Many have heard of the Miami tribe, an indigenous group that originally lived in what is now Northern Indiana. But “Miami” is the name they were given by the Europeans. The name they use for themselves is “Myaamia.”“Every story has more than one side,” said Diana Hunter, a citizen of the Miami Tribe of Oklahoma who spoke at Goshen College on Tuesday evening. “You’ve heard the American story all of your lives, but hopefully you [hear] a little of our story today.”
Hunter serves as a historic preservation officer for her tribe and was invited to speak at GC as part of the Sustainability Living Series hosted by the EcoPax club. Each week, the club partners with the city of Goshen’s environmental resilience department to host speakers on various subjects relating to sustainability. Past topics have included recycling, landfills and functional landscaping.
In her talk on Tuesday, Hunter shared how her people used to live sustainability on the land before the arrival of Europeans, and how they are working to make their community sustainable today.
Hunter began her talk with the origin story of her people.
“At first the Myaamia came out of the water,” she said. “Now that’s the first line of our oldest story.”
They emerged where the Saint Joseph River meets Lake Michigan, a place they call Saakiiweeyonki. “We learned to live there, to make our home there,” Hunter said.
As time passed, the group divided and spread throughout the Wabash River watershed and down to Fort Wayne, where they controlled the portage between the Great Lakes and the Mississippi watershed.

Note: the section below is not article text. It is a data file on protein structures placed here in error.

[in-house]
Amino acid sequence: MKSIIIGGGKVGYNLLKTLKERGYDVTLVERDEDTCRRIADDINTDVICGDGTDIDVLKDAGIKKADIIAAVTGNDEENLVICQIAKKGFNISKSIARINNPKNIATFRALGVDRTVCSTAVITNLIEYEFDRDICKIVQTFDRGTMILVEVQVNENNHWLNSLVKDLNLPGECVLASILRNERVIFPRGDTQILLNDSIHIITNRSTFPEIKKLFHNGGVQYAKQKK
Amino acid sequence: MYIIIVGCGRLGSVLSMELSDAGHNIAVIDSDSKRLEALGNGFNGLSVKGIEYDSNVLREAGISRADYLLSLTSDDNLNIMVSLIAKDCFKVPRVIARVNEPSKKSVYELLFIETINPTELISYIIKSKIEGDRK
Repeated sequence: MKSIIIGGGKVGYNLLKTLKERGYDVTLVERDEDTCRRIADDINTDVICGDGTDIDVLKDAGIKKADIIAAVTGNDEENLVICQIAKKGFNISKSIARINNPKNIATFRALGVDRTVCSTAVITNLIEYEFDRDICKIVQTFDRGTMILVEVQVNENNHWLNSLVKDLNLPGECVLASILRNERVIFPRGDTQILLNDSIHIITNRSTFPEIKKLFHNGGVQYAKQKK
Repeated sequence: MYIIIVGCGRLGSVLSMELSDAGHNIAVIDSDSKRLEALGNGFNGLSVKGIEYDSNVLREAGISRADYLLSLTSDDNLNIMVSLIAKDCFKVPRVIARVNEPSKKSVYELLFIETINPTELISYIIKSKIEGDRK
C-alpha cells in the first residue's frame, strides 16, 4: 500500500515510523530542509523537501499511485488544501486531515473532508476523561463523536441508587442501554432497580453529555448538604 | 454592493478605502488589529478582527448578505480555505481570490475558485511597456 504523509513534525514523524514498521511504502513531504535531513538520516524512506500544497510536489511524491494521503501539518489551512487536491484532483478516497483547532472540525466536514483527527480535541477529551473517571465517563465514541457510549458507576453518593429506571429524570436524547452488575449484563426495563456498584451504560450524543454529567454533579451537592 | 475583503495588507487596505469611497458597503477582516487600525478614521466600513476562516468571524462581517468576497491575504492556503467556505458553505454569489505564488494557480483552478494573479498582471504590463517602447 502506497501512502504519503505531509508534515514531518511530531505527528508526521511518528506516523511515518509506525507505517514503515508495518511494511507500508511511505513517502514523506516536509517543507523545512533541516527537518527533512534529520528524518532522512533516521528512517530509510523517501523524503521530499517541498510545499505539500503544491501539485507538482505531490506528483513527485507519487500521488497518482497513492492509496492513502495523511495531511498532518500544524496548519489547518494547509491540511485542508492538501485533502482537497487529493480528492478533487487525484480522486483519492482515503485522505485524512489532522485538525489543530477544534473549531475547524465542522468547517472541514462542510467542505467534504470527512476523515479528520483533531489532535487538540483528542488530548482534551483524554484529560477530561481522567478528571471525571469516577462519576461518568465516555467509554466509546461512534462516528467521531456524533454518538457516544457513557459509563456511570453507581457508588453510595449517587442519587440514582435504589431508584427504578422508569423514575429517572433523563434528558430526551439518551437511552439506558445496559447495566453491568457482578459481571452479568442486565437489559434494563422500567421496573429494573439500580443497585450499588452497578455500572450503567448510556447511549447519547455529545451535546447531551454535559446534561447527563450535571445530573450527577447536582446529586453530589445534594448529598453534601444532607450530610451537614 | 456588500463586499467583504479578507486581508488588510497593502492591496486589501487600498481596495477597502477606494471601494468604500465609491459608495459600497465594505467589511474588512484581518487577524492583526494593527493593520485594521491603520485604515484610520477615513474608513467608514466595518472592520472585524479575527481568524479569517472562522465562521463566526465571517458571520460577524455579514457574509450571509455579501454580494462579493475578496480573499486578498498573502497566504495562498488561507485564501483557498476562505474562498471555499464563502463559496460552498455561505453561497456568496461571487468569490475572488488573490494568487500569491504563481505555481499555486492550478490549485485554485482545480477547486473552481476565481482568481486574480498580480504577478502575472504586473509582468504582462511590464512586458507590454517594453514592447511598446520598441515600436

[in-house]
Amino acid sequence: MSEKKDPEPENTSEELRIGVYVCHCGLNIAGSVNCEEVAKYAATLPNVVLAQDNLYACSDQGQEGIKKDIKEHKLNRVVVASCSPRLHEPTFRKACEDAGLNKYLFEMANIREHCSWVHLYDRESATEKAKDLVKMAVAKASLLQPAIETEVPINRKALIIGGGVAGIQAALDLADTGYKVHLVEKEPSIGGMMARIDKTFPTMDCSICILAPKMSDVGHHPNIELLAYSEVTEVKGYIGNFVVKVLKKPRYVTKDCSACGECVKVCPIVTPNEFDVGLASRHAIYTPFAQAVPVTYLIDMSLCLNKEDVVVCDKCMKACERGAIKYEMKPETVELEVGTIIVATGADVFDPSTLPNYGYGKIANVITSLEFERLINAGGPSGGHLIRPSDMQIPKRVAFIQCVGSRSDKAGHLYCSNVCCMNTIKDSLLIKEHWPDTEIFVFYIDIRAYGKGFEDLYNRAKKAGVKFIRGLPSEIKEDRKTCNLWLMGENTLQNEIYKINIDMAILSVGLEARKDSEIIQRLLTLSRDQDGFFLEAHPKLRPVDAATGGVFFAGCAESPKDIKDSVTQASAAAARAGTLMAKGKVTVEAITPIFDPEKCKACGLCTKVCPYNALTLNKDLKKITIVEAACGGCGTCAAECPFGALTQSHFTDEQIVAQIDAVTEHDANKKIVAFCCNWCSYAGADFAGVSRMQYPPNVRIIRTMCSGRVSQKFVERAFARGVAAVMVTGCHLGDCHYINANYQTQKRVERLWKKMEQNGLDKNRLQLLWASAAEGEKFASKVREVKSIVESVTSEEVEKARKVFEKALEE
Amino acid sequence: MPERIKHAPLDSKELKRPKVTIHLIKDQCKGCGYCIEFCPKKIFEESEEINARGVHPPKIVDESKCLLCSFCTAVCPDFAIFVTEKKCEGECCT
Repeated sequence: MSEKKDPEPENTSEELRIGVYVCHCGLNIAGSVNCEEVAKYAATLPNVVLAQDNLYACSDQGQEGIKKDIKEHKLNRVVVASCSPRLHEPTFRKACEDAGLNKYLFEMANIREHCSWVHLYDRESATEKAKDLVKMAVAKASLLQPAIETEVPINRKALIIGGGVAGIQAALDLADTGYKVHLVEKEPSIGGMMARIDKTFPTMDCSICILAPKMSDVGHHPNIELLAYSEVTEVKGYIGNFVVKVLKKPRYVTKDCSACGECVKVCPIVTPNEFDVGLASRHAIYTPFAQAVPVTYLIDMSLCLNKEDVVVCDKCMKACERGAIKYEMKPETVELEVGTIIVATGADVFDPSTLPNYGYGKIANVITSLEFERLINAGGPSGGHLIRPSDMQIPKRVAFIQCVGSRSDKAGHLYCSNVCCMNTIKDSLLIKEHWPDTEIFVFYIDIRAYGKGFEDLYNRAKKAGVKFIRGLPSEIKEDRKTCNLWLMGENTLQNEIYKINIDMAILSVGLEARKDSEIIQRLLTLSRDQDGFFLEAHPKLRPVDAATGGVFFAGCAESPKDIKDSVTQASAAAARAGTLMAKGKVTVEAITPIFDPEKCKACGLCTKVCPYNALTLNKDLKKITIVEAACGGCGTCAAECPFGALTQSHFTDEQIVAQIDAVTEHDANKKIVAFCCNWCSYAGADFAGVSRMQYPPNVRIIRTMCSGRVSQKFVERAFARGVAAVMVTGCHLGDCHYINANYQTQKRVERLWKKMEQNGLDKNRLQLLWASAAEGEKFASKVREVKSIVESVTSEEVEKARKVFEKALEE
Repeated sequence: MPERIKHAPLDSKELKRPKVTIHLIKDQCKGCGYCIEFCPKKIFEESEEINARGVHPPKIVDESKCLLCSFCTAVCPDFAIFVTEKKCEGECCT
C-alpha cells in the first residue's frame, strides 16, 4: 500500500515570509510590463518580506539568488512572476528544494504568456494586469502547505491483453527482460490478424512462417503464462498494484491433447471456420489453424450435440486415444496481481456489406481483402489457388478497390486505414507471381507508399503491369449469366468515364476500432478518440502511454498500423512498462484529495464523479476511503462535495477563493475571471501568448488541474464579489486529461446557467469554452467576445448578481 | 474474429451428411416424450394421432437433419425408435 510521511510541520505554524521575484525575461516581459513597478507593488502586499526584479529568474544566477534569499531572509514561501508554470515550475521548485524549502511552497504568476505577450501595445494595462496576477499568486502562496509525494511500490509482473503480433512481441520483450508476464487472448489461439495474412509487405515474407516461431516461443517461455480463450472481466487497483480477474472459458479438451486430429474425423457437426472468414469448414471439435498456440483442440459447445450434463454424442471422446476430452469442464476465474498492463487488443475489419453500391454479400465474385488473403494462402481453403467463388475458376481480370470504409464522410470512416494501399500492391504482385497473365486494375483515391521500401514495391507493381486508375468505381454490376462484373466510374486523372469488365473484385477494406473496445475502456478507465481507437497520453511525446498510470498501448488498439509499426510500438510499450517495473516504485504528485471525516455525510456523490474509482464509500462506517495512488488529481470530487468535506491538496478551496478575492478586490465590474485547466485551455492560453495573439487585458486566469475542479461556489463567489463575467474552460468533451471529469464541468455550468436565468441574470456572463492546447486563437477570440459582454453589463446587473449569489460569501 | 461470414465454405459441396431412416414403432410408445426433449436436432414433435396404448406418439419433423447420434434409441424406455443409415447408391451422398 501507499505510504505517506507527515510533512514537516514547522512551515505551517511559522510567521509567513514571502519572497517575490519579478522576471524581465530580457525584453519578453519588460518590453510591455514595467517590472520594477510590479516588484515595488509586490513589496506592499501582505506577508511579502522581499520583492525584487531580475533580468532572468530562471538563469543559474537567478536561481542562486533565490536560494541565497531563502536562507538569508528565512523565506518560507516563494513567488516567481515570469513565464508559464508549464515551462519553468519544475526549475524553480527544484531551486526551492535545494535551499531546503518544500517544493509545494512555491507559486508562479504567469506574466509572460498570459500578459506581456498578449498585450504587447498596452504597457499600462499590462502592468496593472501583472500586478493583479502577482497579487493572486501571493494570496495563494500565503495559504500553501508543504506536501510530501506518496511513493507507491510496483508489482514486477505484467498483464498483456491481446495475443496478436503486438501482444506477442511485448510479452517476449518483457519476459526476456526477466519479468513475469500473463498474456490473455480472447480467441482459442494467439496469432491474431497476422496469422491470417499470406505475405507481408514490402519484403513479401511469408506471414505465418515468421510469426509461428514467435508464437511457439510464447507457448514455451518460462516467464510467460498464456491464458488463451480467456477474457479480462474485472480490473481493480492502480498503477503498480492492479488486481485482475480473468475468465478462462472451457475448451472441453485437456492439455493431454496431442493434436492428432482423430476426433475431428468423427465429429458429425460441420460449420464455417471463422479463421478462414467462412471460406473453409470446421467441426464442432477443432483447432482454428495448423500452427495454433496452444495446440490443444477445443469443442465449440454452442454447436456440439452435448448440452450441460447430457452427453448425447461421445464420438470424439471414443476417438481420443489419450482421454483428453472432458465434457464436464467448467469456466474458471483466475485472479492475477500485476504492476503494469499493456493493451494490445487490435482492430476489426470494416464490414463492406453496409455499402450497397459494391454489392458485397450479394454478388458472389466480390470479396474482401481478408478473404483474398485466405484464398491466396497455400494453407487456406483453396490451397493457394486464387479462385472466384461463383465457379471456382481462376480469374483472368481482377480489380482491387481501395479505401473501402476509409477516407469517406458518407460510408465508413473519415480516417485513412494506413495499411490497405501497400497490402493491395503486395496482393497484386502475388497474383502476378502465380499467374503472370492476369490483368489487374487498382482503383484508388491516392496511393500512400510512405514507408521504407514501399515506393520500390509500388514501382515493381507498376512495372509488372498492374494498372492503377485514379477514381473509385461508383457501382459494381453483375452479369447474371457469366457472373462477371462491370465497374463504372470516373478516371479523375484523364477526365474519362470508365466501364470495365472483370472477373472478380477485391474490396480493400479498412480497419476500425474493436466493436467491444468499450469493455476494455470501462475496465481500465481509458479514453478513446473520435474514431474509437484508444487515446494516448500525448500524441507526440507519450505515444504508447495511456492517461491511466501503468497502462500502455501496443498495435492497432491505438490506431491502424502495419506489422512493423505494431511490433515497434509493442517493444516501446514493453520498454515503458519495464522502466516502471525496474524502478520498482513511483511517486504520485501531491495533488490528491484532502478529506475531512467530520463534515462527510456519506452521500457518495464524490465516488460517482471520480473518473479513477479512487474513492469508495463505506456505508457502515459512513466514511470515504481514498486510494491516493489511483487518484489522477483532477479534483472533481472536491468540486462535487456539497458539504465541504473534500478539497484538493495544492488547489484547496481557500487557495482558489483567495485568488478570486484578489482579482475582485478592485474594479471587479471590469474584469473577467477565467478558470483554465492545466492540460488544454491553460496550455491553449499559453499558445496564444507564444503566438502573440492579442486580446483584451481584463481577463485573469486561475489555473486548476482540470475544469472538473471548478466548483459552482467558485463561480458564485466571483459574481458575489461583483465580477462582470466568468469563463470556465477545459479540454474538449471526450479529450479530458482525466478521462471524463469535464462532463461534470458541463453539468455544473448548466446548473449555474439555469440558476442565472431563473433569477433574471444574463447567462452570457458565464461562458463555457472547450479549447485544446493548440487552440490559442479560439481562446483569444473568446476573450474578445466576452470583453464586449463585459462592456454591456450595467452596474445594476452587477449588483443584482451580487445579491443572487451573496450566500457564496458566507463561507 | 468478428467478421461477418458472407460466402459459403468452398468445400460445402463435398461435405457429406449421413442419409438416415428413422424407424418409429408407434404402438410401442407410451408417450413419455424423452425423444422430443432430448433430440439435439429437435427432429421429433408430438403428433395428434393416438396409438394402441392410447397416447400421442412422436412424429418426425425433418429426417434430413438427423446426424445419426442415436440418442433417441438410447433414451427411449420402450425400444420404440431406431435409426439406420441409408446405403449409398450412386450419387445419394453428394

Hunter said that before the arrival of Europeans, the Myaamia led a sustainable lifestyle — because they had to.
They lived in small villages and split or moved when resources in one area started to become depleted. They planted their cornfields in floodplains near rivers so that the soil could be replenished in the annual floods. And when they hunted animals and gathered plants, they made sure to do so in a way that “meant there would be more … to gather later.”
The Myaamia had to care for the wellbeing of the environment because they depended on it to provide for their needs, year after year.
The Myaamia’s first contact with Europeans came during the Beaver Wars in the 1600s.
Over the next two decades, Europeans moved into the Myaamionki, the land of the Myaamia, gaining territory one treaty at a time.
Using a map, Hunter showed how her people’s land shrunk every few years until in 1838, they were left on only one small square of land: the Great Miami Reserve in what is now Kokomo, Indiana.
In 1840, the Myaamia signed away their last land in Indiana in exchange for new land in the West, and in 1846, they were removed by the U.S. Army and transported by riverboat to the Miami Reservation at Sugar Creek in what is now Kansas.
Despite the unfamiliar environment and lack of food and resources when they arrived, the Myaamia settled in and began to build their lives in Kansas. Then the Europeans arrived — again. And again, they wanted the land.
Today, the 6,000 members of the Miami Tribe are scattered between Indiana, Kansas, Oklahoma and other parts of the United States.
The Miami Tribe of Oklahoma is a federally recognized sovereign nation, headquartered in Miami, Oklahoma. They are currently undergoing a cultural revitalization.
Hunter was excited to share that last fall, the tribe bought a 45-acre piece of land near Fort Wayne.
The land is forested and with lots of walnut and persimmon trees, Hunter said. It will be used to host gatherings, grow traditional crops and hold summer camps for children.
Hunter concluded with the idea that “we are not a people of the past, we are a living people with a past.”